"A Tolkien Miscellany"

A Tolkien Miscellany by J.R.R. Tolkien

Is there anything more enjoyable than reading Tolkien and wandering around Middle Earth for a while? If there is I haven't found it. The Lord of the Rings books, and then The Hobbit, are some of the best reading experiences I've ever had. I didn't know what to expect with "A Tolkien Miscellany" and I can't say I loved it all, but overall it was pretty good.

Included in this book are: "Smith of Wootton Major", "Farmer Giles of Ham", "Tree and Leaf", "The Adventures of Tom Bombadil" and Tolkien's translations of "Sir Gawain and the Green Knight", "Pearl" and "Sir Orfeo". The first three are stories, but the chapters of The Adventures of Tom Bombadil are written in rhyming verse.

My favourite of the rhymes is "The Last Ship" which is about the last Elven ship leaving the Grey Havens of Middle Earth for Elvenhome. The ship has room for one more and Firiel, an earth-maiden, is invited to join them and must decide whether to go or to stay where she was born.

I found "The Pearl" more difficult to read than the rest of it. I kept tripping over the order of the words. It begins:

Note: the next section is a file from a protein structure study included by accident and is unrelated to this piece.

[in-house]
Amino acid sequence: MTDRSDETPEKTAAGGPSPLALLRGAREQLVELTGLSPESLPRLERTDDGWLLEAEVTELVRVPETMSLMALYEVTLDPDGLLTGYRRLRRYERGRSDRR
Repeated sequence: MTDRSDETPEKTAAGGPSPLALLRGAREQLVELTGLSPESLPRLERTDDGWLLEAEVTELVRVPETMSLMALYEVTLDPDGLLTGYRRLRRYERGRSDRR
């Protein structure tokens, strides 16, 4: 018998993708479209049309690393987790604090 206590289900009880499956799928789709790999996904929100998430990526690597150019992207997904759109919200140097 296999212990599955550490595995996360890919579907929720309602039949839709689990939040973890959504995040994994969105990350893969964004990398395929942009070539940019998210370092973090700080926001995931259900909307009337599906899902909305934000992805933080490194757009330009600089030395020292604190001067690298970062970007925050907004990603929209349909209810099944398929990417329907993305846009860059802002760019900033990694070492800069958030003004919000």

"Pearl of delight that a prince doth please
To grace in gold enclosed so clear,
I vow that from over orient seas
Never proved I any in price her peer." 

Then there's:

"Courtesy, I said, I do believe
And charity great dwells you among,
But may my words no wise you grieve."

A bit like talking to Yoda, isn't it? It's not bad for a page or two but this was 101 twelve-line verses. It took some patience. Yoda aside, I'm glad I found this collection. There's some wonderful reading in it for Tolkien fans and I am definitely one of those.  

"Barchester Towers"

Barchester Towers by Anthony Trollope

This is my first Trollope novel and I'm hooked. I loved pretty much everything about it: the writing, the time period, the characters, and the way Trollope turns away from the story every now and then to talk to the reader. As a technique, that can be distracting, and I've read authors who have tediously used it as an opportunity to preach to the reader, but with Trollope it's different. It adds interest and makes the reading that much more enjoyable. I love the language of this book so much he could probably write about tax law and I'd still be happy with it.

The story is set in the village of Barchester and follows the goings-on of the local people. It's character, not plot, driven so anyone looking for a lot of action will be disappointed. The plot involves things like who gets local government and church appointments and who gets romantic with who. Think Jane Austen, not Dan Brown.